PSERS keeps its communications secret from the public | News, Sports, Jobs



HARRISBURG – In December 2020, Pennsylvania’s largest pension fund adopted a figure for investment profits that its executives called rock solid.

“We have done due diligence”, said the director of investments of the PSERS fund to its board of directors.

The number was wrong. In April, the board disowned the figure, passing a new lower number that triggered an increase in pension payments for 100,000 public school employees. The botched math is now under review by the FBI and financial regulators.

But in a new affidavit, fund spokeswoman Evelyn Williams says the $ 73 billion plan launched a “Detailed examination” in the calculation from “Summer 2020”. She detailed months of investigation that involved three outside consultants to make sure the figure was accurate.

Yet the launch of that survey was not mentioned to the board when it voted in December at a public meeting.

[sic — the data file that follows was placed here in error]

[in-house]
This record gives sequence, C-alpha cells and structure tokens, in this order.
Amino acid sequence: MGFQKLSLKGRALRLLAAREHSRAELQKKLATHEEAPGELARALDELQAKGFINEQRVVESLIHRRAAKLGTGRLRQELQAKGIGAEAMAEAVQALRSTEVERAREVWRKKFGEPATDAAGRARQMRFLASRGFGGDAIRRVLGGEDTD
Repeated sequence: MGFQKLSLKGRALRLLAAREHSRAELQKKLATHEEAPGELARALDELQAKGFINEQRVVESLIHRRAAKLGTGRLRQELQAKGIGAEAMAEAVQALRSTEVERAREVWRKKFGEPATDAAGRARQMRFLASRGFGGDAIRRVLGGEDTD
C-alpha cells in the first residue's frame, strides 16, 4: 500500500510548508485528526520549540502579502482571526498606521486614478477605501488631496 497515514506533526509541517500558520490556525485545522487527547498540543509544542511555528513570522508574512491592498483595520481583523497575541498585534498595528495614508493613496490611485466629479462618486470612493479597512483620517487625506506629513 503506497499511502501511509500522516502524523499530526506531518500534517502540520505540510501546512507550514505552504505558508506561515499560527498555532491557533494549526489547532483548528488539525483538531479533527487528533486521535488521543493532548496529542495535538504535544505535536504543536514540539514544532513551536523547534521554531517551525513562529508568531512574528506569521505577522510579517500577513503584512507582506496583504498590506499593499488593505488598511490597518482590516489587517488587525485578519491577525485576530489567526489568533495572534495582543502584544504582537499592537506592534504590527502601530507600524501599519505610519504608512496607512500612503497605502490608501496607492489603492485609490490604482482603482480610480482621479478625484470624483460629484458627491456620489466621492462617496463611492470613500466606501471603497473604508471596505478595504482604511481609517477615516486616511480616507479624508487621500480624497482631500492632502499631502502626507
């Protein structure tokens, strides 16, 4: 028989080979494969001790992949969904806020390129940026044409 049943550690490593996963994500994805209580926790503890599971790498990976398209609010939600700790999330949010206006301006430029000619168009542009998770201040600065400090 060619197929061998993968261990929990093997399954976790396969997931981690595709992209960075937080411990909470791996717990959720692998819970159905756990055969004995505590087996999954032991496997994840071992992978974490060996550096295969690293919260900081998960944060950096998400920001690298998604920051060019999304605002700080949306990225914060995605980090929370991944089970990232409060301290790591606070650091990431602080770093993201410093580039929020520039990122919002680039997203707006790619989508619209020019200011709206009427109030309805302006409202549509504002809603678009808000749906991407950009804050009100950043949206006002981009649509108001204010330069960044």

Terry Mutchler – attorney for board member and state senator Katie Muth (D., Montgomery), inside critic for PSERS – said the fund’s statement was troubling.

“In this affidavit,” Mutchler said, “PSERS recognizes that they knew something was potentially wrong in the summer of 2020.” The key question, the lawyer said, was whether the board was aware when it voted in December 2020 to approve the calculation.

“Is PSERS saying they let a vote go when they knew there was a question?” “ on the calculation?

PSERS did not immediately respond Thursday when asked about the affidavit.

Williams’ statement turned out to have a lot of impact. This week, a hearing officer cited his affidavit to bar the public from seeing the fund’s communications with consultants about the botched calculation anytime after the summer of 2020.

The officer, attorney Erin Burlew, released her ruling on Monday on an appeal from The Inquirer in a case brought under Pennsylvania’s right to know law. In her opinion, she was okay with the pension system that it could keep material secrecy because the public records law exempts the disclosure of material involved in an investigation.

Since the fund launched such “Non-criminal investigation …” in the summer of 2020, she wrote, it could keep the documents secret from that point on – a period that includes the December meeting when the board approved the wrong figure and this spring when the calculation debate culminated with the board’s disavowal of the number.